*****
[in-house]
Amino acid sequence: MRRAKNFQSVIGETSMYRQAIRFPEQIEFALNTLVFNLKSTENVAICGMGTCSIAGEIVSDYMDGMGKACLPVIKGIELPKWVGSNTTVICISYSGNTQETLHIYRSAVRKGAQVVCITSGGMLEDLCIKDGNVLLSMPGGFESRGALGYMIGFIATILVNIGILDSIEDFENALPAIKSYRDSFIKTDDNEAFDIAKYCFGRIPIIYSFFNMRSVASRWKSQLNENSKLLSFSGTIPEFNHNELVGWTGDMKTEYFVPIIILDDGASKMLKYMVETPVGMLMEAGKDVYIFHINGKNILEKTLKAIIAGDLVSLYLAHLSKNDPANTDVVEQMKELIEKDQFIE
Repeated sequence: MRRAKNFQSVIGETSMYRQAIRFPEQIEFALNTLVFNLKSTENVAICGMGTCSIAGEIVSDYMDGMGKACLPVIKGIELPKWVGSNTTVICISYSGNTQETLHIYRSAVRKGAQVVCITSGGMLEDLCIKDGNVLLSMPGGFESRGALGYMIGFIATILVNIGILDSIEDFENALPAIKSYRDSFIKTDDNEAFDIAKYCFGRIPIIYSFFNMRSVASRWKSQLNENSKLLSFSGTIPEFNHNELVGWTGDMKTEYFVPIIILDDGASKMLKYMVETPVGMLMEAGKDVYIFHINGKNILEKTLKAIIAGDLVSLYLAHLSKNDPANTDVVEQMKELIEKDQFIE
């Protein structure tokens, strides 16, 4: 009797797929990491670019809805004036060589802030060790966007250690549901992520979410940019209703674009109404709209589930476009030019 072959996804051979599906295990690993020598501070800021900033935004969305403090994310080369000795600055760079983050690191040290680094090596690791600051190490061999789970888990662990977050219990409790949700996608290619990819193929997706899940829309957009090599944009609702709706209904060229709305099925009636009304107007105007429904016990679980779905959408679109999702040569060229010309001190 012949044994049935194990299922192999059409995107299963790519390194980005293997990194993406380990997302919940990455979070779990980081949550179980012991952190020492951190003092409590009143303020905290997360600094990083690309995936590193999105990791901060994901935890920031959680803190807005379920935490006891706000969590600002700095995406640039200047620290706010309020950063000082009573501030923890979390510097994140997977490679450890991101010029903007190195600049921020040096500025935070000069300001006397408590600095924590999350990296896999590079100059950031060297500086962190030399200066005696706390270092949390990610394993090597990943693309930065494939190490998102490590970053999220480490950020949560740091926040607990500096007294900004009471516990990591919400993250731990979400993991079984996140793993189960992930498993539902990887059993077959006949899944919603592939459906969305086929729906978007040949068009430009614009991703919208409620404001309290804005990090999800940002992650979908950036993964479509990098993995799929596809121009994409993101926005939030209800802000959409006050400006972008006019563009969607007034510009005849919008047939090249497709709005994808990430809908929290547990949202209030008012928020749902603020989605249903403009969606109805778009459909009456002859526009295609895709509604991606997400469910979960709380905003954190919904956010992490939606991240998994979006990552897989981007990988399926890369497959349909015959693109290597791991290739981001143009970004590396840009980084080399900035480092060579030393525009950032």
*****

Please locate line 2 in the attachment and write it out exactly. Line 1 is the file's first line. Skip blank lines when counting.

Amino acid sequence: MRRAKNFQSVIGETSMYRQAIRFPEQIEFALNTLVFNLKSTENVAICGMGTCSIAGEIVSDYMDGMGKACLPVIKGIELPKWVGSNTTVICISYSGNTQETLHIYRSAVRKGAQVVCITSGGMLEDLCIKDGNVLLSMPGGFESRGALGYMIGFIATILVNIGILDSIEDFENALPAIKSYRDSFIKTDDNEAFDIAKYCFGRIPIIYSFFNMRSVASRWKSQLNENSKLLSFSGTIPEFNHNELVGWTGDMKTEYFVPIIILDDGASKMLKYMVETPVGMLMEAGKDVYIFHINGKNILEKTLKAIIAGDLVSLYLAHLSKNDPANTDVVEQMKELIEKDQFIE